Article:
“All of my family works on a computer, my sister and me both do our homework on it," says Slieman Hakim, a middle school student. "So I come here to do my homework. It is good.”

Neighboring counties are also considering online textbooks. Gladys Whitehead, director of Curriculum of Prince George’s County Public Schools, says its survey shows 60 percent of students have computer access at home.

“Next year we will just have a pilot with probably one classroom and one subject area, so that we can see what issues will come up with complete online access.”

Meanwhile, Peter Noonan foresees a future without traditional textbooks for his young child.

“I envision a future where my third grade son will likely not being carrying five textbooks back and forth between high school and home when he gets there. I think he will be carrying either a tablet or some sort of device that he will be able to access his information on.”

And schools, he says, are taking the first steps in that direction now.

You May Like

For Lebanon-based Refugees, Desperation Fuels Perilous Passage

In a war that has caused an estimated three million people to flee Syria, efforts to make perilous sea journey in search of asylum expected to increase More

South African Brewer Tackles Climate Change

Mega-brewer SAB Miller sent delegates to climate summit in Peru, says it is one of many private companies taking their own steps to fight climate change More

Indonesia Reports Increase in Citizens Joining Islamic State

Officials say more than 350 of its citizens are now in Syria or Iraq to fight with Islamic State - 50 more than last month More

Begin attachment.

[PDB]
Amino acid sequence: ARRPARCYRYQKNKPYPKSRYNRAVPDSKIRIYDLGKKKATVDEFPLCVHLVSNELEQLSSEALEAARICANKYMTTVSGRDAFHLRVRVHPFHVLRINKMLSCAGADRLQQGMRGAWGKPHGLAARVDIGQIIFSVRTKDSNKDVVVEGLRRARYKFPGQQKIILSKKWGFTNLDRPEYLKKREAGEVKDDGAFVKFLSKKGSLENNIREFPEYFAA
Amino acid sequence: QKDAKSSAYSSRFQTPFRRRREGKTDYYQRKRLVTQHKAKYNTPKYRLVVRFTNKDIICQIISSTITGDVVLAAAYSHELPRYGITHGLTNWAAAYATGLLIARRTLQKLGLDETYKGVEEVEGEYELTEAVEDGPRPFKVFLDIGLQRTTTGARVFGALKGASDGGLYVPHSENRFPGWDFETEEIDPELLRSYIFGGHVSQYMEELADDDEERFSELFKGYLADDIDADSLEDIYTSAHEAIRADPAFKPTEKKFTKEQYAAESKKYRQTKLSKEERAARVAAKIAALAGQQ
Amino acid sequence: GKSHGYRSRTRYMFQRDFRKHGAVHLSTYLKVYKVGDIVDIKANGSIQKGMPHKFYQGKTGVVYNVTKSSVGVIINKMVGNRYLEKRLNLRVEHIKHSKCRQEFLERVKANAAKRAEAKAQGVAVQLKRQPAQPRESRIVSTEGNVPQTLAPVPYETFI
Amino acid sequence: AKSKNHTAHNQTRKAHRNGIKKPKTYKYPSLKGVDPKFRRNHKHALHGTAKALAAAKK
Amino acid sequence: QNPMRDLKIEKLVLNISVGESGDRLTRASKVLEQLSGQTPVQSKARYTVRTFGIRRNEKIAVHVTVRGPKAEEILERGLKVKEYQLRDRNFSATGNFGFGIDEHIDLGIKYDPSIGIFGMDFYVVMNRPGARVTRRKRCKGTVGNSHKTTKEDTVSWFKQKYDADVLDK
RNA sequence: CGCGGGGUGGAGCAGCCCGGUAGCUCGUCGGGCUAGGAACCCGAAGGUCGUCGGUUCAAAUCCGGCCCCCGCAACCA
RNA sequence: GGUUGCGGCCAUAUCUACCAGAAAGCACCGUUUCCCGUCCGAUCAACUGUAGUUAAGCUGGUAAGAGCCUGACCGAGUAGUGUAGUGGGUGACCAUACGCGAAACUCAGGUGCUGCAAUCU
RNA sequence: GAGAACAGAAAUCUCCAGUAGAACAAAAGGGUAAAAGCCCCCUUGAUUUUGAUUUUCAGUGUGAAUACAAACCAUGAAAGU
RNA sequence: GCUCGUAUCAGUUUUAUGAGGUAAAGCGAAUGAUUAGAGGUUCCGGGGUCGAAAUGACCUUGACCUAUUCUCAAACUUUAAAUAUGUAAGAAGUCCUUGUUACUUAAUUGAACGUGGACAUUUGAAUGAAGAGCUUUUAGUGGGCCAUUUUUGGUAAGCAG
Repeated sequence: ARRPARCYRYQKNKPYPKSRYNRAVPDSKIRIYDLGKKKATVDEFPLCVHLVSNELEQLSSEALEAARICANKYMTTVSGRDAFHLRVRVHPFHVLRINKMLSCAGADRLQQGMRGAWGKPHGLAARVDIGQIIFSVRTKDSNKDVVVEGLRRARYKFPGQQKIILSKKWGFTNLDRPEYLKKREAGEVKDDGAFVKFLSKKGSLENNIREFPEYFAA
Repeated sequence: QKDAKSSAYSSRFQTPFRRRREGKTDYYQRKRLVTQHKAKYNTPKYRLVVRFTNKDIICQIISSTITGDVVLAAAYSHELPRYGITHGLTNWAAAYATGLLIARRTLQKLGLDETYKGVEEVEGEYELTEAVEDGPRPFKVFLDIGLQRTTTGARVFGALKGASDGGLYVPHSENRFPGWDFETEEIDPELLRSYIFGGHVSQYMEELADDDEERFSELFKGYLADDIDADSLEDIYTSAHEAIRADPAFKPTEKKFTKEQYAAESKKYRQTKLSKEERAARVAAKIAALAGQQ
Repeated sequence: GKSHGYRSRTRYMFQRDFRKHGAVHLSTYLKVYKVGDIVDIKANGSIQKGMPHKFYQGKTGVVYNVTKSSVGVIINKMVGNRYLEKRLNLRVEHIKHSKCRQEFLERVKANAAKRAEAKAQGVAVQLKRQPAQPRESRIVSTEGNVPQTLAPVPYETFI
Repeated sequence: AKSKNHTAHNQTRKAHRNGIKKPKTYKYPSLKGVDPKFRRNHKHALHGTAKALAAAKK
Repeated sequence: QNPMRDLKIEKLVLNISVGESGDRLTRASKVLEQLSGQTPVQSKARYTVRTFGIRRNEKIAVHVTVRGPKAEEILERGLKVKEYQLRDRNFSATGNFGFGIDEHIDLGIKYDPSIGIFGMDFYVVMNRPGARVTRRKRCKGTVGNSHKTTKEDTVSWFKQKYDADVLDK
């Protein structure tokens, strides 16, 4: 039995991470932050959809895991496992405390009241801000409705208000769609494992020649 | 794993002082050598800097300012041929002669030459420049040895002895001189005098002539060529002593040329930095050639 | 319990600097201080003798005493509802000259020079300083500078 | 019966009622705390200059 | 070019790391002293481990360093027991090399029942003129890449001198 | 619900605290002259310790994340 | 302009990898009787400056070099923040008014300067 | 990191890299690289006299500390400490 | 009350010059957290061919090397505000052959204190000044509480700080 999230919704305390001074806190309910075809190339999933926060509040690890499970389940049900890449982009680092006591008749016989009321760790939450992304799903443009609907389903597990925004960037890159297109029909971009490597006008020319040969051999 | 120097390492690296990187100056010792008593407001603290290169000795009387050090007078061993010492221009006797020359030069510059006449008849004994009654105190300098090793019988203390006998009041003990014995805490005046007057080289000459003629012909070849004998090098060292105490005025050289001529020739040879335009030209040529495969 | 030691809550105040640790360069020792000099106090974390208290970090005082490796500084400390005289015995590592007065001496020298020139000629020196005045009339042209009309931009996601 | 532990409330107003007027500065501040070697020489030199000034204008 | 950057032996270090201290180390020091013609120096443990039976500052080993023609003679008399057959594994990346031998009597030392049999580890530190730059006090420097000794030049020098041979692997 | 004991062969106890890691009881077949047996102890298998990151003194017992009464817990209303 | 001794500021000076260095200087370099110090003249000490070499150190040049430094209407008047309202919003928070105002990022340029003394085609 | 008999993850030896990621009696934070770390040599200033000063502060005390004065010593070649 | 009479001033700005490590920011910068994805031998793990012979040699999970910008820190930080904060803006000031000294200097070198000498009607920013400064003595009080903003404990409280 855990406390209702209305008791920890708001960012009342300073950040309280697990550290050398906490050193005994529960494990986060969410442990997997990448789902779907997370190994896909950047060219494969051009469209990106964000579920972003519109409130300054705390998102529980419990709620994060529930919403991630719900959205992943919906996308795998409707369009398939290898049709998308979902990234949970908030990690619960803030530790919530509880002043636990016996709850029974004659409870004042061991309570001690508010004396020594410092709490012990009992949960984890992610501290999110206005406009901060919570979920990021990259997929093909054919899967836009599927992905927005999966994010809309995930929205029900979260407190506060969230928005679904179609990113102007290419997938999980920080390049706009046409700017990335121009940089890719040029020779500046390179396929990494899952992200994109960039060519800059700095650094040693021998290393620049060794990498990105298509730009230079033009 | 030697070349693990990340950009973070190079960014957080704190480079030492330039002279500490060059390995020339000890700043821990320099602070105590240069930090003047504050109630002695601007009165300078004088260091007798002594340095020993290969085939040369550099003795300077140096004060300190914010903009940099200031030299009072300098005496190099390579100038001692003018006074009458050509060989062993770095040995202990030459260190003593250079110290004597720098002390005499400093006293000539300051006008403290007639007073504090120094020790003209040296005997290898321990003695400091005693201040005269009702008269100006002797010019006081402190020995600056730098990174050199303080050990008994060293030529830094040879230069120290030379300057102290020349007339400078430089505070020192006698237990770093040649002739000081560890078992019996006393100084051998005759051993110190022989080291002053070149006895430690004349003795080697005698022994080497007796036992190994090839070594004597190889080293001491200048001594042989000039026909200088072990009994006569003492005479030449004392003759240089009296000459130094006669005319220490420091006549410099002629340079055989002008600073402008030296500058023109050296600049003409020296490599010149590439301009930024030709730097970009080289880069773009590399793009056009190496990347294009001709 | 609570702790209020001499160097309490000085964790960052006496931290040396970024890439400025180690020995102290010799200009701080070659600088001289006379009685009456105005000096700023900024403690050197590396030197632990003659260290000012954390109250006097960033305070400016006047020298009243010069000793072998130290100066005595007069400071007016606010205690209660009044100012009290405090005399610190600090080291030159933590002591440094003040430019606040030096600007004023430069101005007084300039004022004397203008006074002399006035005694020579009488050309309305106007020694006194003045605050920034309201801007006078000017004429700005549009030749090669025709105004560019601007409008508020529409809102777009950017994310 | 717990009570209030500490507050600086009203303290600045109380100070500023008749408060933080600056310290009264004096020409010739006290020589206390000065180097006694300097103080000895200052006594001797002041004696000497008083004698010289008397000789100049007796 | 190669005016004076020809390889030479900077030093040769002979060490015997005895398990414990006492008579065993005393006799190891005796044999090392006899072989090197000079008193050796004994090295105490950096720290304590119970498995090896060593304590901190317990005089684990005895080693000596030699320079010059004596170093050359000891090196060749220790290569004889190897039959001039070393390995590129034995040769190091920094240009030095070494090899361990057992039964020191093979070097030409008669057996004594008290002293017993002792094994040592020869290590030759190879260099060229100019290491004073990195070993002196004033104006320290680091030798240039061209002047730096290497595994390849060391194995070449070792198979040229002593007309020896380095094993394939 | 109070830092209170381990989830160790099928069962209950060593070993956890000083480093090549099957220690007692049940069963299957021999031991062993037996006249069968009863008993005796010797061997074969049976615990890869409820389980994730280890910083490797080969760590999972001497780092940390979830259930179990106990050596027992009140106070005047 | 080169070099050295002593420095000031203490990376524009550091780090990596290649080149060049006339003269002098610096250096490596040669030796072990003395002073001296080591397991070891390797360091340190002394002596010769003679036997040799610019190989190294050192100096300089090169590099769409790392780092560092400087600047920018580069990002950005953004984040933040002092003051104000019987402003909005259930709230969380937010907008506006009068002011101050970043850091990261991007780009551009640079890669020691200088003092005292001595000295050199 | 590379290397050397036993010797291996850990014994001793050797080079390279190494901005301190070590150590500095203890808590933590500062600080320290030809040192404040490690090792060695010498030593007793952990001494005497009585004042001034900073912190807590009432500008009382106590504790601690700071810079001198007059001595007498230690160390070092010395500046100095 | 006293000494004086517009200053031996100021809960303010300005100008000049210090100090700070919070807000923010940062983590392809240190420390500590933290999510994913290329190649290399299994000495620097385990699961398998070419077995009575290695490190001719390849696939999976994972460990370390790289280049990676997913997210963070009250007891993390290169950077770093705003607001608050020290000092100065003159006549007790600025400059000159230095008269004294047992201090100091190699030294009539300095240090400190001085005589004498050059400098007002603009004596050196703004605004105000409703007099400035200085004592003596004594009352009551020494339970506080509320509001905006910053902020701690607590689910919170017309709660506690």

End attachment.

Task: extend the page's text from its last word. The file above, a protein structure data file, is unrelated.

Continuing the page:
This forum has been closed.
Comments
     
There are no comments in this forum. Be first and add one

Featured Videos

Your JavaScript is turned off or you have an old version of Adobe's Flash Player. Get the latest Flash player.
Will Pakistan School Shooting Galvanize Pakistan Against Extremism?i
X
Ayesha Tanzeem
December 17, 2014 11:54 AM
The attack on a military school in Pakistan’s northwest city of Peshawar left 141 dead, including 132 children. Strong statements of condemnation poured in from across the world. The country announced three days of mourning, and the leadership, both political and military, promised retribution. VOA's Ayesha Tanzeem looks at how likely the Pakistani government is to clamp down on all extremist groups.
Video

Video Will Pakistan School Shooting Galvanize Pakistan Against Extremism?

The attack on a military school in Pakistan’s northwest city of Peshawar left 141 dead, including 132 children. Strong statements of condemnation poured in from across the world. The country announced three days of mourning, and the leadership, both political and military, promised retribution. VOA's Ayesha Tanzeem looks at how likely the Pakistani government is to clamp down on all extremist groups.
Video

Video ‘Anti-Islamization’ Marches Increase Tensions In Germany